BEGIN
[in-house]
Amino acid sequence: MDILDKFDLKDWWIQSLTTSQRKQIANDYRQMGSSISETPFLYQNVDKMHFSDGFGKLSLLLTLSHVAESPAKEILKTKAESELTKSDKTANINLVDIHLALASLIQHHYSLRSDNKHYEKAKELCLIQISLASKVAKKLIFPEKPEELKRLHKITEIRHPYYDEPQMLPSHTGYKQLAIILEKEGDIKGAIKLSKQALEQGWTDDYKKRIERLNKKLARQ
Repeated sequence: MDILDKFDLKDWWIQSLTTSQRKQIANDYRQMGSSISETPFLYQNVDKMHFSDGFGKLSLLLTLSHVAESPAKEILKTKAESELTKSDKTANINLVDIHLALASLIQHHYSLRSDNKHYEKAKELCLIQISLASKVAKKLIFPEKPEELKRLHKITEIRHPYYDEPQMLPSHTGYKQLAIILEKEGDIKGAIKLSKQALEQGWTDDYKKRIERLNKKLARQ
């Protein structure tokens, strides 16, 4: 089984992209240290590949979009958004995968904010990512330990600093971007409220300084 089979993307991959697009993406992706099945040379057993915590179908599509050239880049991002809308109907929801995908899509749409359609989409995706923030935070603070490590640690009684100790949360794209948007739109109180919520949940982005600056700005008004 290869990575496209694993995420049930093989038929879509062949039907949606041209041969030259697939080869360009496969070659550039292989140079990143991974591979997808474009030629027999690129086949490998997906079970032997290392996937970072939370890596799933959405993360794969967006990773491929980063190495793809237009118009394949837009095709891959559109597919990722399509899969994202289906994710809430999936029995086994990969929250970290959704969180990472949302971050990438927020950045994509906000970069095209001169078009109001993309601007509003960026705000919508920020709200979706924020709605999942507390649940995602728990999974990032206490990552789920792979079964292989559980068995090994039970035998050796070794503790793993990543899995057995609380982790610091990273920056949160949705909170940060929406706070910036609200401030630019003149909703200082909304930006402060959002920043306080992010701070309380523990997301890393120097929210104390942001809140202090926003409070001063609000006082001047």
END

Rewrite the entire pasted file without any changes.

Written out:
[in-house]
Amino acid sequence: MDILDKFDLKDWWIQSLTTSQRKQIANDYRQMGSSISETPFLYQNVDKMHFSDGFGKLSLLLTLSHVAESPAKEILKTKAESELTKSDKTANINLVDIHLALASLIQHHYSLRSDNKHYEKAKELCLIQISLASKVAKKLIFPEKPEELKRLHKITEIRHPYYDEPQMLPSHTGYKQLAIILEKEGDIKGAIKLSKQALEQGWTDDYKKRIERLNKKLARQ
Repeated sequence: MDILDKFDLKDWWIQSLTTSQRKQIANDYRQMGSSISETPFLYQNVDKMHFSDGFGKLSLLLTLSHVAESPAKEILKTKAESELTKSDKTANINLVDIHLALASLIQHHYSLRSDNKHYEKAKELCLIQISLASKVAKKLIFPEKPEELKRLHKITEIRHPYYDEPQMLPSHTGYKQLAIILEKEGDIKGAIKLSKQALEQGWTDDYKKRIERLNKKLARQ
């Protein structure tokens, strides 16, 4: 089984992209240290590949979009958004995968904010990512330990600093971007409220300084 089979993307991959697009993406992706099945040379057993915590179908599509050239880049991002809308109907929801995908899509749409359609989409995706923030935070603070490590640690009684100790949360794209948007739109109180919520949940982005600056700005008004 290869990575496209694993995420049930093989038929879509062949039907949606041209041969030259697939080869360009496969070659550039292989140079990143991974591979997808474009030629027999690129086949490998997906079970032997290392996937970072939370890596799933959405993360794969967006990773491929980063190495793809237009118009394949837009095709891959559109597919990722399509899969994202289906994710809430999936029995086994990969929250970290959704969180990472949302971050990438927020950045994509906000970069095209001169078009109001993309601007509003960026705000919508920020709200979706924020709605999942507390649940995602728990999974990032206490990552789920792979079964292989559980068995090994039970035998050796070794503790793993990543899995057995609380982790610091990273920056949160949705909170940060929406706070910036609200401030630019003149909703200082909304930006402060959002920043306080992010701070309380523990997301890393120097929210104390942001809140202090926003409070001063609000006082001047």